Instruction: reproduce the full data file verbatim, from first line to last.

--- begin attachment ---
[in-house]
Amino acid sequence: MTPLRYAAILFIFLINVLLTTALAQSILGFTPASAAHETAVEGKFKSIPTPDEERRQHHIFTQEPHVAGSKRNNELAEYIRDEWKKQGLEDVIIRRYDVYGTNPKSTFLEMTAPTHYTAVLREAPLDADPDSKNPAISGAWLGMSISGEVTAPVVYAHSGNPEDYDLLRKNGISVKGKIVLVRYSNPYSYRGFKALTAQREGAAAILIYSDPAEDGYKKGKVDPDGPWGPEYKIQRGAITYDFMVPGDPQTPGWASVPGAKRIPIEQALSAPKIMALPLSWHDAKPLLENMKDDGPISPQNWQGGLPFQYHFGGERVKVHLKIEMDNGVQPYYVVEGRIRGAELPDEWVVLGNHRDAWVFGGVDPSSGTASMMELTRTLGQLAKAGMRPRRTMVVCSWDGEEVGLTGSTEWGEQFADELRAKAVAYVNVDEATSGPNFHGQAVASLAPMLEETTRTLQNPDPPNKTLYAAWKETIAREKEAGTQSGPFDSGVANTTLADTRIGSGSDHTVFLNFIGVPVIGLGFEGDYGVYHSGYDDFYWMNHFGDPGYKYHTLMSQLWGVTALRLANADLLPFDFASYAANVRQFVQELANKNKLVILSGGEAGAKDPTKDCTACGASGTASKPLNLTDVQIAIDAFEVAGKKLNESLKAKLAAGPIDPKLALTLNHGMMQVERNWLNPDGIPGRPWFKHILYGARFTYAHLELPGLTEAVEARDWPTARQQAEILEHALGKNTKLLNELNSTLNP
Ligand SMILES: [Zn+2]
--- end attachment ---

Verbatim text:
[in-house]
Amino acid sequence: MTPLRYAAILFIFLINVLLTTALAQSILGFTPASAAHETAVEGKFKSIPTPDEERRQHHIFTQEPHVAGSKRNNELAEYIRDEWKKQGLEDVIIRRYDVYGTNPKSTFLEMTAPTHYTAVLREAPLDADPDSKNPAISGAWLGMSISGEVTAPVVYAHSGNPEDYDLLRKNGISVKGKIVLVRYSNPYSYRGFKALTAQREGAAAILIYSDPAEDGYKKGKVDPDGPWGPEYKIQRGAITYDFMVPGDPQTPGWASVPGAKRIPIEQALSAPKIMALPLSWHDAKPLLENMKDDGPISPQNWQGGLPFQYHFGGERVKVHLKIEMDNGVQPYYVVEGRIRGAELPDEWVVLGNHRDAWVFGGVDPSSGTASMMELTRTLGQLAKAGMRPRRTMVVCSWDGEEVGLTGSTEWGEQFADELRAKAVAYVNVDEATSGPNFHGQAVASLAPMLEETTRTLQNPDPPNKTLYAAWKETIAREKEAGTQSGPFDSGVANTTLADTRIGSGSDHTVFLNFIGVPVIGLGFEGDYGVYHSGYDDFYWMNHFGDPGYKYHTLMSQLWGVTALRLANADLLPFDFASYAANVRQFVQELANKNKLVILSGGEAGAKDPTKDCTACGASGTASKPLNLTDVQIAIDAFEVAGKKLNESLKAKLAAGPIDPKLALTLNHGMMQVERNWLNPDGIPGRPWFKHILYGARFTYAHLELPGLTEAVEARDWPTARQQAEILEHALGKNTKLLNELNSTLNP
Ligand SMILES: [Zn+2]